greet; whilst the lifting up of their hands and eyes, and the Three months had elapsed since her committal, and exclamations that escaped their lips, seemed to denote that the period of her trial was fast approaching, when a lady his appearance had caused no less surprise than pleasure. called on the matron to inquire if she had any babies' What is the matter, and who is that sailor that you frocks to dispose of; she had seen a cap that had been are surrounding ? inquired a gentleman who was of Miss bought there by an acquaintance, and she wished to have Marshall's party. a frock worked by the same hand. The matron there- Lauk, sir,' replied a woman, “it's the most wonderupon invited her to furnish the materials, and promised fullest thing in the world. That, sir, is Harry Malcolm, that it should be done. Nothing could exceed Jessie's that was drowned six months ago, when the Betsey was industry, or the pains she took to give satisfaction with lost, with the captain and all the crew.' her work; because, besides her natural disposition to dili- • It seems this man was not drowned, however,' said gence and neatness, she was urged by the hope that she Mr Marshall. might thus make friends, who, if she should be acquitted No, sir,' said the woman; "he says he was the only on her trial, might be disposed to give her employment one that ever reached the land. He got ashore on a dewhen she was set at liberty; so she worked night and day sert island, where he lived by himself for three months, at the frock, that it might be completed before her trial; till a ship hove in sight and took him off.' and a beautiful thing it was when it was finished, and de- • I should like to hear his adventures from himself,' livered into the hands of Mrs Webb, the lady who had said Mr Marshall. “Tell him to come up this evening to ordered it.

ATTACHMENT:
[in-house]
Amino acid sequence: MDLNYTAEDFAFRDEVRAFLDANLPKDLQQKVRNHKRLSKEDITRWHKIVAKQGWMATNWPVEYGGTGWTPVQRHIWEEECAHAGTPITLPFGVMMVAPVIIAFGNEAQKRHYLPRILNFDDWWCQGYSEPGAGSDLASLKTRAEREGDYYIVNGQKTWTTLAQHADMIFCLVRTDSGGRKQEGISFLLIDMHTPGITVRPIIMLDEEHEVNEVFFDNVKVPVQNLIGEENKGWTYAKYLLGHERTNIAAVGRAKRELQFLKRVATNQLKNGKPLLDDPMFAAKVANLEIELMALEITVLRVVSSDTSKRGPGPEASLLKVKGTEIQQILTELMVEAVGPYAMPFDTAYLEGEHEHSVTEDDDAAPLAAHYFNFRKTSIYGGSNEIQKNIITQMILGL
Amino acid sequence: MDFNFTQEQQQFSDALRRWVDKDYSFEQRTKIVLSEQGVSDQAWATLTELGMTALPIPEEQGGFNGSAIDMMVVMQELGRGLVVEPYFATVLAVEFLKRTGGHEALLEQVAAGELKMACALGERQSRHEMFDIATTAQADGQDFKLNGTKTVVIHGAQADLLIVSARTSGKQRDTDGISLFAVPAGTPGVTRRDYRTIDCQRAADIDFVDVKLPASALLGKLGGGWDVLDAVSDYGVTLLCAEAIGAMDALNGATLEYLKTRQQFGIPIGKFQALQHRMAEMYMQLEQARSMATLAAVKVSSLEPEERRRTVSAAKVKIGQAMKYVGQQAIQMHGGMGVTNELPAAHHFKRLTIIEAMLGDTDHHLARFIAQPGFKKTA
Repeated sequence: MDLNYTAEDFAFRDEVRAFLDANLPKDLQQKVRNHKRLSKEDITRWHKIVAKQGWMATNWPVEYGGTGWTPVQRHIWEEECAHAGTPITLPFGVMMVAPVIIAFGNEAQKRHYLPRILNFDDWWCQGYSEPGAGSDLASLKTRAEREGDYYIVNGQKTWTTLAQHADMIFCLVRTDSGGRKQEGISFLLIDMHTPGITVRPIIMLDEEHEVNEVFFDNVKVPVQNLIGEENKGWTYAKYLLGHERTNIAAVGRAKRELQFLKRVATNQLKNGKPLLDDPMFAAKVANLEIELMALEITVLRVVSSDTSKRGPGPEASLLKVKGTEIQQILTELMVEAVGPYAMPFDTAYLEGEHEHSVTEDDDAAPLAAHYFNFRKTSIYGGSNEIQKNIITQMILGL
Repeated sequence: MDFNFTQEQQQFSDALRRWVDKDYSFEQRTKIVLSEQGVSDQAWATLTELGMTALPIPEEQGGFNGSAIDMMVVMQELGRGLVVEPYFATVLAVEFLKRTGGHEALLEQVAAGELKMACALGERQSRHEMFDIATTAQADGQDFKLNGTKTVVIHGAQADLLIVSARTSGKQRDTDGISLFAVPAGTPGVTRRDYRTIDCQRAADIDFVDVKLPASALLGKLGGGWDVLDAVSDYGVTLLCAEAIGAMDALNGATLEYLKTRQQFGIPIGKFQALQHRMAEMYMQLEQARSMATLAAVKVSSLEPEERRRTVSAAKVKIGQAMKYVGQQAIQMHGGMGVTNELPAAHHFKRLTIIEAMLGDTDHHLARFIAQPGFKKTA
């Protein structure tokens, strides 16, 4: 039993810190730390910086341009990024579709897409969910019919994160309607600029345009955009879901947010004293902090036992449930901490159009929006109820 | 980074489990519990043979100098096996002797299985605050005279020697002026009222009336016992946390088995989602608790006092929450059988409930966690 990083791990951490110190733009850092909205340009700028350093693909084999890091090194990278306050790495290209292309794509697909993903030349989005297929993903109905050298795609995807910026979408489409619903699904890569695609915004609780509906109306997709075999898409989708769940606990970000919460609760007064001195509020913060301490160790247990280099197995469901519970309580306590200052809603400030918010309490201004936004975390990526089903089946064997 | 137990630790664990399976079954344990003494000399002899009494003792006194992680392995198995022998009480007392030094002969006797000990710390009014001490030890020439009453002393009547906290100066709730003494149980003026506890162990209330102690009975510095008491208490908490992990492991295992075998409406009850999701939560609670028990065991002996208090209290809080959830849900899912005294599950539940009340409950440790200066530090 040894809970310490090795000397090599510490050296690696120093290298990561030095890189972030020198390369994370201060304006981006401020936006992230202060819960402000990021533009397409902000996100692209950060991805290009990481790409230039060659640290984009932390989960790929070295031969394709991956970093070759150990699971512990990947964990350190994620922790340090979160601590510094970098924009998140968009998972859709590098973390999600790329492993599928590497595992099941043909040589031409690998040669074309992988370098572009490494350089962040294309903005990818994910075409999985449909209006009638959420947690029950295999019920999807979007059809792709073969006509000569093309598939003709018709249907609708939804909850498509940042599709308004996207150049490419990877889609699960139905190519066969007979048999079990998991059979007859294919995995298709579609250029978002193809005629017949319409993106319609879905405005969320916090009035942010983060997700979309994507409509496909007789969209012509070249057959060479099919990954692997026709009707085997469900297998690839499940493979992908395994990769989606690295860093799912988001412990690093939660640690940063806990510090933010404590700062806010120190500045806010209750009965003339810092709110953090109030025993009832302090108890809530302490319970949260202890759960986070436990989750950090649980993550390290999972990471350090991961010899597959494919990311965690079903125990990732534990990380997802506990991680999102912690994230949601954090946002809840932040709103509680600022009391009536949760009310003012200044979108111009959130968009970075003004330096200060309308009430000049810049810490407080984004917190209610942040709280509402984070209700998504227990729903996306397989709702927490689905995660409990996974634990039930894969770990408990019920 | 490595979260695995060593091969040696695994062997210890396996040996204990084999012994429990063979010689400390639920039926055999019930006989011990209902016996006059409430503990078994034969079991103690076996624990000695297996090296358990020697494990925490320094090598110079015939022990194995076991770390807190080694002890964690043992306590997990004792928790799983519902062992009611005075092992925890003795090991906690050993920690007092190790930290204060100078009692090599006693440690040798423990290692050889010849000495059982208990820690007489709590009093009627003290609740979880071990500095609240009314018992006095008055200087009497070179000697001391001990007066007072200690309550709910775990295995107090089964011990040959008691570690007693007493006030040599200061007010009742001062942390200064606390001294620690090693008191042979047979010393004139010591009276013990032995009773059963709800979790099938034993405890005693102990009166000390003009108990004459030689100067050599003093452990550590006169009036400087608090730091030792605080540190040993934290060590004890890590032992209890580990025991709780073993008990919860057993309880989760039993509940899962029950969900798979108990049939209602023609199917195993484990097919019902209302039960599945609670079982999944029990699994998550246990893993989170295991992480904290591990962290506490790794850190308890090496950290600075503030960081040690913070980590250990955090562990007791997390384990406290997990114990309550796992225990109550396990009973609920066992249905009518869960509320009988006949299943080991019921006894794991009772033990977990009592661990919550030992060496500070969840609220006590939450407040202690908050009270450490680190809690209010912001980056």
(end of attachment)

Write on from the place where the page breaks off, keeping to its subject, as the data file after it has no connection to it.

I shall show it to my friends,' said she; and I've no Ay, I will,' said the woman. Poor fellow! He little doubt I shall get further employment for the young wo-thinks what bad news is waiting for him, or else he'd wish man.'